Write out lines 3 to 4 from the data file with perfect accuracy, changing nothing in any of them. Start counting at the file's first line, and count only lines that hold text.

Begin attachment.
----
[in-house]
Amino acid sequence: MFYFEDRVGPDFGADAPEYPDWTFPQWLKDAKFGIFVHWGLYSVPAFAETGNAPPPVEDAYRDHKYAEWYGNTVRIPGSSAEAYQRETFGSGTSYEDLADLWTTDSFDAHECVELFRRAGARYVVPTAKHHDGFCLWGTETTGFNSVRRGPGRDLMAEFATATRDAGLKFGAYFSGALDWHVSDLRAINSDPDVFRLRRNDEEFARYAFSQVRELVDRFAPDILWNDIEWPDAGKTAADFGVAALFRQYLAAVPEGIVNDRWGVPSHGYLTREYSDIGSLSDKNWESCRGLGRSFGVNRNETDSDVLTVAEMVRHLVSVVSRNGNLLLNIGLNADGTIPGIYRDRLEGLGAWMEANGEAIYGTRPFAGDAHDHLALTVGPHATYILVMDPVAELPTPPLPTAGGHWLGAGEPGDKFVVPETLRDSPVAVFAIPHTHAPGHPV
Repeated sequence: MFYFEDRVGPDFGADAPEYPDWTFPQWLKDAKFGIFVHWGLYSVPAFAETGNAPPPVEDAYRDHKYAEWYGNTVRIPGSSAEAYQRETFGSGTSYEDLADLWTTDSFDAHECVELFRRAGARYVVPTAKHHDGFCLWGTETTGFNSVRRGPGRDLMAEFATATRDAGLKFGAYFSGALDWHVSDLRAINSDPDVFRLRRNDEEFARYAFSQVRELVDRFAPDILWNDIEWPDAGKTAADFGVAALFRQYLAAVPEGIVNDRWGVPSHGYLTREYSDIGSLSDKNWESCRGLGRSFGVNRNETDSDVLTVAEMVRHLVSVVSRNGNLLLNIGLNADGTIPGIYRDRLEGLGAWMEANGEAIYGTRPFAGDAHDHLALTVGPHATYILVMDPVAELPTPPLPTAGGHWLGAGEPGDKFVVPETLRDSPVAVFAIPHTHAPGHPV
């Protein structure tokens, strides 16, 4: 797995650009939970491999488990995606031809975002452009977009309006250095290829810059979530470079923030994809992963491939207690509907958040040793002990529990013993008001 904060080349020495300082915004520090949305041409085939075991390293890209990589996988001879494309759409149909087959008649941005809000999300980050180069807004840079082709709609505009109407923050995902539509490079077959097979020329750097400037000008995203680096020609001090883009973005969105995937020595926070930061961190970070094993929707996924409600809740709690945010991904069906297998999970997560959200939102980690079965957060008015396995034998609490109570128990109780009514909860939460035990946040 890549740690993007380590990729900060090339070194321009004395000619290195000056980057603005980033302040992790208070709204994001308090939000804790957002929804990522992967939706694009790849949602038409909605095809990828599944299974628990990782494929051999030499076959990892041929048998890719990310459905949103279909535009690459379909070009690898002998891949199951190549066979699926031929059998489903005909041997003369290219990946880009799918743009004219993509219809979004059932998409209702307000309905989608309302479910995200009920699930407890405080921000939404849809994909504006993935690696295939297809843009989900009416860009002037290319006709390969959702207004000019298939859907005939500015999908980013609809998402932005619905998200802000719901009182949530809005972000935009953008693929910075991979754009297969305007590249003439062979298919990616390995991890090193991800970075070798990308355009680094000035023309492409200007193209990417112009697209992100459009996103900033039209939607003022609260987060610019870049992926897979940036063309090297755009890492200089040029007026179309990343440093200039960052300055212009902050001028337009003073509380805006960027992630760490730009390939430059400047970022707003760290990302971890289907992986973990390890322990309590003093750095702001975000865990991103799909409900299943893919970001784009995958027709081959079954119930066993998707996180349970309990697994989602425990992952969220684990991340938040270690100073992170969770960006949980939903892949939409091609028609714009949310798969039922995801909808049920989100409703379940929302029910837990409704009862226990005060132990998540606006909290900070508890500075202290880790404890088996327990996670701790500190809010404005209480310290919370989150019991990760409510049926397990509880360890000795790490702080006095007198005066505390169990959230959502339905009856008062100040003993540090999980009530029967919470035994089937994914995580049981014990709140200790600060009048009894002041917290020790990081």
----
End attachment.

Repeated sequence: MFYFEDRVGPDFGADAPEYPDWTFPQWLKDAKFGIFVHWGLYSVPAFAETGNAPPPVEDAYRDHKYAEWYGNTVRIPGSSAEAYQRETFGSGTSYEDLADLWTTDSFDAHECVELFRRAGARYVVPTAKHHDGFCLWGTETTGFNSVRRGPGRDLMAEFATATRDAGLKFGAYFSGALDWHVSDLRAINSDPDVFRLRRNDEEFARYAFSQVRELVDRFAPDILWNDIEWPDAGKTAADFGVAALFRQYLAAVPEGIVNDRWGVPSHGYLTREYSDIGSLSDKNWESCRGLGRSFGVNRNETDSDVLTVAEMVRHLVSVVSRNGNLLLNIGLNADGTIPGIYRDRLEGLGAWMEANGEAIYGTRPFAGDAHDHLALTVGPHATYILVMDPVAELPTPPLPTAGGHWLGAGEPGDKFVVPETLRDSPVAVFAIPHTHAPGHPV
């Protein structure tokens, strides 16, 4: 797995650009939970491999488990995606031809975002452009977009309006250095290829810059979530470079923030994809992963491939207690509907958040040793002990529990013993008001 904060080349020495300082915004520090949305041409085939075991390293890209990589996988001879494309759409149909087959008649941005809000999300980050180069807004840079082709709609505009109407923050995902539509490079077959097979020329750097400037000008995203680096020609001090883009973005969105995937020595926070930061961190970070094993929707996924409600809740709690945010991904069906297998999970997560959200939102980690079965957060008015396995034998609490109570128990109780009514909860939460035990946040 890549740690993007380590990729900060090339070194321009004395000619290195000056980057603005980033302040992790208070709204994001308090939000804790957002929804990522992967939706694009790849949602038409909605095809990828599944299974628990990782494929051999030499076959990892041929048998890719990310459905949103279909535009690459379909070009690898002998891949199951190549066979699926031929059998489903005909041997003369290219990946880009799918743009004219993509219809979004059932998409209702307000309905989608309302479910995200009920699930407890405080921000939404849809994909504006993935690696295939297809843009989900009416860009002037290319006709390969959702207004000019298939859907005939500015999908980013609809998402932005619905998200802000719901009182949530809005972000935009953008693929910075991979754009297969305007590249003439062979298919990616390995991890090193991800970075070798990308355009680094000035023309492409200007193209990417112009697209992100459009996103900033039209939607003022609260987060610019870049992926897979940036063309090297755009890492200089040029007026179309990343440093200039960052300055212009902050001028337009003073509380805006960027992630760490730009390939430059400047970022707003760290990302971890289907992986973990390890322990309590003093750095702001975000865990991103799909409900299943893919970001784009995958027709081959079954119930066993998707996180349970309990697994989602425990992952969220684990991340938040270690100073992170969770960006949980939903892949939409091609028609714009949310798969039922995801909808049920989100409703379940929302029910837990409704009862226990005060132990998540606006909290900070508890500075202290880790404890088996327990996670701790500190809010404005209480310290919370989150019991990760409510049926397990509880360890000795790490702080006095007198005066505390169990959230959502339905009856008062100040003993540090999980009530029967919470035994089937994914995580049981014990709140200790600060009048009894002041917290020790990081």